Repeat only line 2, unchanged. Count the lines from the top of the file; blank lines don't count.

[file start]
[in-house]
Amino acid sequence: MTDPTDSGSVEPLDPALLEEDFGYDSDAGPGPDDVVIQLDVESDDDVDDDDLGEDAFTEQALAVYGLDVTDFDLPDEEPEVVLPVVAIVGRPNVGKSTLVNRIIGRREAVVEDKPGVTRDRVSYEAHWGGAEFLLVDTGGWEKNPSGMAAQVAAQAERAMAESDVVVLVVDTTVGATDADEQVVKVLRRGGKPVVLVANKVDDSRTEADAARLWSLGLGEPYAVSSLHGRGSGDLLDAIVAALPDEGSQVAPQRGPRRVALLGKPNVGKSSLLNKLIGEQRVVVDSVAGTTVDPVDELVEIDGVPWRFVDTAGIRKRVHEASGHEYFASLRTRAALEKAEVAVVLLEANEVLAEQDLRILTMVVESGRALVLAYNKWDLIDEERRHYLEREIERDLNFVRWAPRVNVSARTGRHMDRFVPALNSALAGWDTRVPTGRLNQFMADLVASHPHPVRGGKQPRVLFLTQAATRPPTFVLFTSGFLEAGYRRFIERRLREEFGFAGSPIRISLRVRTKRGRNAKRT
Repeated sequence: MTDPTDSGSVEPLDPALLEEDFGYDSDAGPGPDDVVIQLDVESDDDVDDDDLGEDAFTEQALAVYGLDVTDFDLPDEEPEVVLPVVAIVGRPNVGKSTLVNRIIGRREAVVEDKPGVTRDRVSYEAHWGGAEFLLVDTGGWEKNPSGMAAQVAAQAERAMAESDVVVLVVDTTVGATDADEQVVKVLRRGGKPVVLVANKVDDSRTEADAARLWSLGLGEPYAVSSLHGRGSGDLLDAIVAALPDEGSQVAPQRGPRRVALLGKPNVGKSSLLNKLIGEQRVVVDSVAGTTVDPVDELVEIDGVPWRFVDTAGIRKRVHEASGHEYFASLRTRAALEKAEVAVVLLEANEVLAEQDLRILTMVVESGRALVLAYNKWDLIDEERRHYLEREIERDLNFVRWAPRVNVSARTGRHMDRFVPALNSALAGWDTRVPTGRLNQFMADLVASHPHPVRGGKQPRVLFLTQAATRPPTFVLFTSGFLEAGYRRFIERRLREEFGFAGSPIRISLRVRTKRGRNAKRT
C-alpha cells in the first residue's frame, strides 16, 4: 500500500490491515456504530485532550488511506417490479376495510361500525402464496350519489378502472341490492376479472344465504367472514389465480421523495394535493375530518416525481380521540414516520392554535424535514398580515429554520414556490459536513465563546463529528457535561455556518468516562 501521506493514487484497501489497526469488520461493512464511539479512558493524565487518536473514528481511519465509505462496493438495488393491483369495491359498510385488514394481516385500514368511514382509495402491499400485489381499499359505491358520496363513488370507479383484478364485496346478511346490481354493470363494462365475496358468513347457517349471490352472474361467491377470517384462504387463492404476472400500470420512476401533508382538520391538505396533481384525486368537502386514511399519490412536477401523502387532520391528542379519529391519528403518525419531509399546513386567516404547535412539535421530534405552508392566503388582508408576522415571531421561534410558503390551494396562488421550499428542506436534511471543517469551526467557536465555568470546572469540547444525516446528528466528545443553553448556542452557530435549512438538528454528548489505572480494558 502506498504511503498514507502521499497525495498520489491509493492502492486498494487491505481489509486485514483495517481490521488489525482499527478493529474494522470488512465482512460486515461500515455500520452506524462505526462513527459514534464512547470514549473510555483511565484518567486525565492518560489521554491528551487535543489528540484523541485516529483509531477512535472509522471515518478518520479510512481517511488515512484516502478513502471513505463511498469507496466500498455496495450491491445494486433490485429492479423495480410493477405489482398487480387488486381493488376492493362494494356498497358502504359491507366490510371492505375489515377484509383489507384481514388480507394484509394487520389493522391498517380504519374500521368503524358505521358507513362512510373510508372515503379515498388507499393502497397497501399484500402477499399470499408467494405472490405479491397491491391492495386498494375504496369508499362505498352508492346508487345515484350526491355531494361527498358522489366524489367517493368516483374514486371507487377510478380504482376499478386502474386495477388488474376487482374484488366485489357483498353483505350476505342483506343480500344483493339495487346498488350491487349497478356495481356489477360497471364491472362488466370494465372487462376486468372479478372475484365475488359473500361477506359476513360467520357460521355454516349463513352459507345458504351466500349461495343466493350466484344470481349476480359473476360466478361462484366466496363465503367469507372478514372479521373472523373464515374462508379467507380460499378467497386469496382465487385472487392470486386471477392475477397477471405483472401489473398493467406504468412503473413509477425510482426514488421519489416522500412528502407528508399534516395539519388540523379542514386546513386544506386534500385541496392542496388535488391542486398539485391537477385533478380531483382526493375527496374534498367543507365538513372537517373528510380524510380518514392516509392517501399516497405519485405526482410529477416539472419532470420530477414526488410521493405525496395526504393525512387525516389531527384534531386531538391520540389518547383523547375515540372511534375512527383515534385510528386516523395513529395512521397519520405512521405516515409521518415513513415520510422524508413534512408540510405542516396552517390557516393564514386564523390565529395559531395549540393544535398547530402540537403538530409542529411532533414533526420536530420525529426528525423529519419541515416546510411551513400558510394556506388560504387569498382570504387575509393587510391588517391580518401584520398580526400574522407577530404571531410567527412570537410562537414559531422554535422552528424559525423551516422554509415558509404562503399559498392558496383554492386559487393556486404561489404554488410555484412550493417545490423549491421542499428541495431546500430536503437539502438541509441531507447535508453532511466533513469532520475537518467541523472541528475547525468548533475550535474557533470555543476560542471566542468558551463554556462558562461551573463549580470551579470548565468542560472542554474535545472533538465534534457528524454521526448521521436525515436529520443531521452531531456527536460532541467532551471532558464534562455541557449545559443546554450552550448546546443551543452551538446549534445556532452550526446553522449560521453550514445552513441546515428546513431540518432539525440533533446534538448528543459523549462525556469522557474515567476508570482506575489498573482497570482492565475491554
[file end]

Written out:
Amino acid sequence: MTDPTDSGSVEPLDPALLEEDFGYDSDAGPGPDDVVIQLDVESDDDVDDDDLGEDAFTEQALAVYGLDVTDFDLPDEEPEVVLPVVAIVGRPNVGKSTLVNRIIGRREAVVEDKPGVTRDRVSYEAHWGGAEFLLVDTGGWEKNPSGMAAQVAAQAERAMAESDVVVLVVDTTVGATDADEQVVKVLRRGGKPVVLVANKVDDSRTEADAARLWSLGLGEPYAVSSLHGRGSGDLLDAIVAALPDEGSQVAPQRGPRRVALLGKPNVGKSSLLNKLIGEQRVVVDSVAGTTVDPVDELVEIDGVPWRFVDTAGIRKRVHEASGHEYFASLRTRAALEKAEVAVVLLEANEVLAEQDLRILTMVVESGRALVLAYNKWDLIDEERRHYLEREIERDLNFVRWAPRVNVSARTGRHMDRFVPALNSALAGWDTRVPTGRLNQFMADLVASHPHPVRGGKQPRVLFLTQAATRPPTFVLFTSGFLEAGYRRFIERRLREEFGFAGSPIRISLRVRTKRGRNAKRT